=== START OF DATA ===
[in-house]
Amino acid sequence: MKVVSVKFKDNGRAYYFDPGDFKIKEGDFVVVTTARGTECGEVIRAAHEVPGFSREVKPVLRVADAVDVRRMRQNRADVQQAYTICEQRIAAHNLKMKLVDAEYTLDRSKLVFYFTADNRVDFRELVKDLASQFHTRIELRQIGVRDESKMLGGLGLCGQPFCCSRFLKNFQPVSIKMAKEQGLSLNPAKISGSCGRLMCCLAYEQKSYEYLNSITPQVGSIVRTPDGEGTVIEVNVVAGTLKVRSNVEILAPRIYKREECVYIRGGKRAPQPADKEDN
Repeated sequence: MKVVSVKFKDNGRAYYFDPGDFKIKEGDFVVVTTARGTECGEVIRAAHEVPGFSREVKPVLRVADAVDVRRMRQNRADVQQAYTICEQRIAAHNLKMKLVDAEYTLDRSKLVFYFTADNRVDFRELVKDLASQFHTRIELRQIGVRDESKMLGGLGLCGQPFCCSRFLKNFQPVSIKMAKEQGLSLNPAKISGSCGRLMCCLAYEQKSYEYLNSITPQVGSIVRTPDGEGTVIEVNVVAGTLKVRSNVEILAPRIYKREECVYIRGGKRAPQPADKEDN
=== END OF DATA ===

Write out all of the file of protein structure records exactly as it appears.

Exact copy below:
[in-house]
Amino acid sequence: MKVVSVKFKDNGRAYYFDPGDFKIKEGDFVVVTTARGTECGEVIRAAHEVPGFSREVKPVLRVADAVDVRRMRQNRADVQQAYTICEQRIAAHNLKMKLVDAEYTLDRSKLVFYFTADNRVDFRELVKDLASQFHTRIELRQIGVRDESKMLGGLGLCGQPFCCSRFLKNFQPVSIKMAKEQGLSLNPAKISGSCGRLMCCLAYEQKSYEYLNSITPQVGSIVRTPDGEGTVIEVNVVAGTLKVRSNVEILAPRIYKREECVYIRGGKRAPQPADKEDN
Repeated sequence: MKVVSVKFKDNGRAYYFDPGDFKIKEGDFVVVTTARGTECGEVIRAAHEVPGFSREVKPVLRVADAVDVRRMRQNRADVQQAYTICEQRIAAHNLKMKLVDAEYTLDRSKLVFYFTADNRVDFRELVKDLASQFHTRIELRQIGVRDESKMLGGLGLCGQPFCCSRFLKNFQPVSIKMAKEQGLSLNPAKISGSCGRLMCCLAYEQKSYEYLNSITPQVGSIVRTPDGEGTVIEVNVVAGTLKVRSNVEILAPRIYKREECVYIRGGKRAPQPADKEDN